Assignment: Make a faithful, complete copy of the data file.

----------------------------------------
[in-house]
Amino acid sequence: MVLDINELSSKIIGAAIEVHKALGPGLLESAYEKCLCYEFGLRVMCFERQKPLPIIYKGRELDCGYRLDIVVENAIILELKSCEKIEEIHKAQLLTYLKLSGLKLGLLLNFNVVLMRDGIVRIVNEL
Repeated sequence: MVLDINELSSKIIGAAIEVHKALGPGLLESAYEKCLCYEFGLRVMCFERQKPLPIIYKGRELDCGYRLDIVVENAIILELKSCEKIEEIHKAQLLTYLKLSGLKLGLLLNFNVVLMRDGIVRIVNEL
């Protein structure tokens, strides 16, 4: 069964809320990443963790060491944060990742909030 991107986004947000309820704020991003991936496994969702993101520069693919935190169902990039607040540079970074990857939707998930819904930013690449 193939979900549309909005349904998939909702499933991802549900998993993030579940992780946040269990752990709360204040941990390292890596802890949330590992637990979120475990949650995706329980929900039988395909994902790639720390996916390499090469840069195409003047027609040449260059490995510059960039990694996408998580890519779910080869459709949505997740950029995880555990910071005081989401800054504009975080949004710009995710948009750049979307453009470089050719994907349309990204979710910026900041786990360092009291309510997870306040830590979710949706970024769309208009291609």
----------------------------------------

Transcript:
[in-house]
Amino acid sequence: MVLDINELSSKIIGAAIEVHKALGPGLLESAYEKCLCYEFGLRVMCFERQKPLPIIYKGRELDCGYRLDIVVENAIILELKSCEKIEEIHKAQLLTYLKLSGLKLGLLLNFNVVLMRDGIVRIVNEL
Repeated sequence: MVLDINELSSKIIGAAIEVHKALGPGLLESAYEKCLCYEFGLRVMCFERQKPLPIIYKGRELDCGYRLDIVVENAIILELKSCEKIEEIHKAQLLTYLKLSGLKLGLLLNFNVVLMRDGIVRIVNEL
């Protein structure tokens, strides 16, 4: 069964809320990443963790060491944060990742909030 991107986004947000309820704020991003991936496994969702993101520069693919935190169902990039607040540079970074990857939707998930819904930013690449 193939979900549309909005349904998939909702499933991802549900998993993030579940992780946040269990752990709360204040941990390292890596802890949330590992637990979120475990949650995706329980929900039988395909994902790639720390996916390499090469840069195409003047027609040449260059490995510059960039990694996408998580890519779910080869459709949505997740950029995880555990910071005081989401800054504009975080949004710009995710948009750049979307453009470089050719994907349309990204979710910026900041786990360092009291309510997870306040830590979710949706970024769309208009291609």